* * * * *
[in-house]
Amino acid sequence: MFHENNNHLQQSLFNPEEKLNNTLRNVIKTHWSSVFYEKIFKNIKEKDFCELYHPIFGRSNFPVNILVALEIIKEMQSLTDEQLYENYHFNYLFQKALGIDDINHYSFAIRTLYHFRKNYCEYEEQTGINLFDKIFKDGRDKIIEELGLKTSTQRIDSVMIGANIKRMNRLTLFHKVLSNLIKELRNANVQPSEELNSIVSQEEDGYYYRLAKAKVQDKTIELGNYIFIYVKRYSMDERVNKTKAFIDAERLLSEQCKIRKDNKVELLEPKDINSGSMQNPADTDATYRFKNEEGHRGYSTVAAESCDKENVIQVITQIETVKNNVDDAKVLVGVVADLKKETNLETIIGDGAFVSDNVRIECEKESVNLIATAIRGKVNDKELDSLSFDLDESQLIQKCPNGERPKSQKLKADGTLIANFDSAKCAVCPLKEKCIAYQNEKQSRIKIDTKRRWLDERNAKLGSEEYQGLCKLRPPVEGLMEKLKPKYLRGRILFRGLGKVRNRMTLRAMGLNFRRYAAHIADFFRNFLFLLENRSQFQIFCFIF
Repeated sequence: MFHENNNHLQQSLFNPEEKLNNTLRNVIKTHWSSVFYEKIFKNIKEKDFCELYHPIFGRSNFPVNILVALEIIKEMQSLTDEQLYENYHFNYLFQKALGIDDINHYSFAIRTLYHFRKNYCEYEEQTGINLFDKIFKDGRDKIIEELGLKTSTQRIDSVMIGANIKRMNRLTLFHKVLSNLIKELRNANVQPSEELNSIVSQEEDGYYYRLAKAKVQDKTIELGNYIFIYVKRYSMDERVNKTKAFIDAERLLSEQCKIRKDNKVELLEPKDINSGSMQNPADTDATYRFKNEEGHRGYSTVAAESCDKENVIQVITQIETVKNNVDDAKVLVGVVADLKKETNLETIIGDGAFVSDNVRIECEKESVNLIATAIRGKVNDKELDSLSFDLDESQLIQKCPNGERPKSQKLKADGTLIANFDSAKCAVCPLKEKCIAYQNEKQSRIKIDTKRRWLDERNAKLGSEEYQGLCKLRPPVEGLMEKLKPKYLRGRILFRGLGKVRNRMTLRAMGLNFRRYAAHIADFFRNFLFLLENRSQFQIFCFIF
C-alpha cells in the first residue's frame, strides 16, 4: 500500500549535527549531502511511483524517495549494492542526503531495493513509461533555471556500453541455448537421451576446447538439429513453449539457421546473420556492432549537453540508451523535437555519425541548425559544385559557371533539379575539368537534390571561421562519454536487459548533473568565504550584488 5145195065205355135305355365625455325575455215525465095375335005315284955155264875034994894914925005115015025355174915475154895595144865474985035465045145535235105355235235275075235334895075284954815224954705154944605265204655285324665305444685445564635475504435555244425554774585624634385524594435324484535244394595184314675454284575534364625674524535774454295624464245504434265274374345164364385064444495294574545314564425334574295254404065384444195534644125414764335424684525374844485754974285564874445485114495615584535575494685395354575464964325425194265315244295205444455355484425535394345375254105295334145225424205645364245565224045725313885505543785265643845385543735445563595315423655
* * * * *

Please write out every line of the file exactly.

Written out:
[in-house]
Amino acid sequence: MFHENNNHLQQSLFNPEEKLNNTLRNVIKTHWSSVFYEKIFKNIKEKDFCELYHPIFGRSNFPVNILVALEIIKEMQSLTDEQLYENYHFNYLFQKALGIDDINHYSFAIRTLYHFRKNYCEYEEQTGINLFDKIFKDGRDKIIEELGLKTSTQRIDSVMIGANIKRMNRLTLFHKVLSNLIKELRNANVQPSEELNSIVSQEEDGYYYRLAKAKVQDKTIELGNYIFIYVKRYSMDERVNKTKAFIDAERLLSEQCKIRKDNKVELLEPKDINSGSMQNPADTDATYRFKNEEGHRGYSTVAAESCDKENVIQVITQIETVKNNVDDAKVLVGVVADLKKETNLETIIGDGAFVSDNVRIECEKESVNLIATAIRGKVNDKELDSLSFDLDESQLIQKCPNGERPKSQKLKADGTLIANFDSAKCAVCPLKEKCIAYQNEKQSRIKIDTKRRWLDERNAKLGSEEYQGLCKLRPPVEGLMEKLKPKYLRGRILFRGLGKVRNRMTLRAMGLNFRRYAAHIADFFRNFLFLLENRSQFQIFCFIF
Repeated sequence: MFHENNNHLQQSLFNPEEKLNNTLRNVIKTHWSSVFYEKIFKNIKEKDFCELYHPIFGRSNFPVNILVALEIIKEMQSLTDEQLYENYHFNYLFQKALGIDDINHYSFAIRTLYHFRKNYCEYEEQTGINLFDKIFKDGRDKIIEELGLKTSTQRIDSVMIGANIKRMNRLTLFHKVLSNLIKELRNANVQPSEELNSIVSQEEDGYYYRLAKAKVQDKTIELGNYIFIYVKRYSMDERVNKTKAFIDAERLLSEQCKIRKDNKVELLEPKDINSGSMQNPADTDATYRFKNEEGHRGYSTVAAESCDKENVIQVITQIETVKNNVDDAKVLVGVVADLKKETNLETIIGDGAFVSDNVRIECEKESVNLIATAIRGKVNDKELDSLSFDLDESQLIQKCPNGERPKSQKLKADGTLIANFDSAKCAVCPLKEKCIAYQNEKQSRIKIDTKRRWLDERNAKLGSEEYQGLCKLRPPVEGLMEKLKPKYLRGRILFRGLGKVRNRMTLRAMGLNFRRYAAHIADFFRNFLFLLENRSQFQIFCFIF
C-alpha cells in the first residue's frame, strides 16, 4: 500500500549535527549531502511511483524517495549494492542526503531495493513509461533555471556500453541455448537421451576446447538439429513453449539457421546473420556492432549537453540508451523535437555519425541548425559544385559557371533539379575539368537534390571561421562519454536487459548533473568565504550584488 5145195065205355135305355365625455325575455215525465095375335005315284955155264875034994894914925005115015025355174915475154895595144865474985035465045145535235105355235235275075235334895075284954815224954705154944605265204655285324665305444685445564635475504435555244425554774585624634385524594435324484535244394595184314675454284575534364625674524535774454295624464245504434265274374345164364385064444495294574545314564425334574295254404065384444195534644125414764335424684525374844485754974285564874445485114495615584535575494685395354575464964325425194265315244295205444455355484425535394345375254105295334145225424205645364245565224045725313885505543785265643845385543735445563595315423655